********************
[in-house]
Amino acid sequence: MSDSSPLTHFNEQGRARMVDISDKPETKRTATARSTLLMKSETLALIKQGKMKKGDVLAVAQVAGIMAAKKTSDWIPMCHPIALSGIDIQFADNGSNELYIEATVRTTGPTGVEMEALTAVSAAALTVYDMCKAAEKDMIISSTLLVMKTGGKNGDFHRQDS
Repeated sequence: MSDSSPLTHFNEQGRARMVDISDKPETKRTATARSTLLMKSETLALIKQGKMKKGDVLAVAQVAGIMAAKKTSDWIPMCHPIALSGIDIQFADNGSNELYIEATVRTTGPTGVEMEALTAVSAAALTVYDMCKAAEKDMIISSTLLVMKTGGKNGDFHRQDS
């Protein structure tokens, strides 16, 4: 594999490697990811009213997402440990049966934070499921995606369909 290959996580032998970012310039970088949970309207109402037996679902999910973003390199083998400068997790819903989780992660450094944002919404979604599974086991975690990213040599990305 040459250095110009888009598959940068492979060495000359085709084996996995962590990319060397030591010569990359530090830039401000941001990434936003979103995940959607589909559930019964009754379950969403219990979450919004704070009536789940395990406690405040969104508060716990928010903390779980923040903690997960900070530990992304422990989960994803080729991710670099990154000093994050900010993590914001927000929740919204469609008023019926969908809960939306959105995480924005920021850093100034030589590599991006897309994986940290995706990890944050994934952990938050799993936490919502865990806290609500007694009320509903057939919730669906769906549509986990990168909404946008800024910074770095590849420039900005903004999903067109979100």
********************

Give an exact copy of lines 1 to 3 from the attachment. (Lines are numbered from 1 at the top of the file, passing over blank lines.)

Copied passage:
[in-house]
Amino acid sequence: MSDSSPLTHFNEQGRARMVDISDKPETKRTATARSTLLMKSETLALIKQGKMKKGDVLAVAQVAGIMAAKKTSDWIPMCHPIALSGIDIQFADNGSNELYIEATVRTTGPTGVEMEALTAVSAAALTVYDMCKAAEKDMIISSTLLVMKTGGKNGDFHRQDS
Repeated sequence: MSDSSPLTHFNEQGRARMVDISDKPETKRTATARSTLLMKSETLALIKQGKMKKGDVLAVAQVAGIMAAKKTSDWIPMCHPIALSGIDIQFADNGSNELYIEATVRTTGPTGVEMEALTAVSAAALTVYDMCKAAEKDMIISSTLLVMKTGGKNGDFHRQDS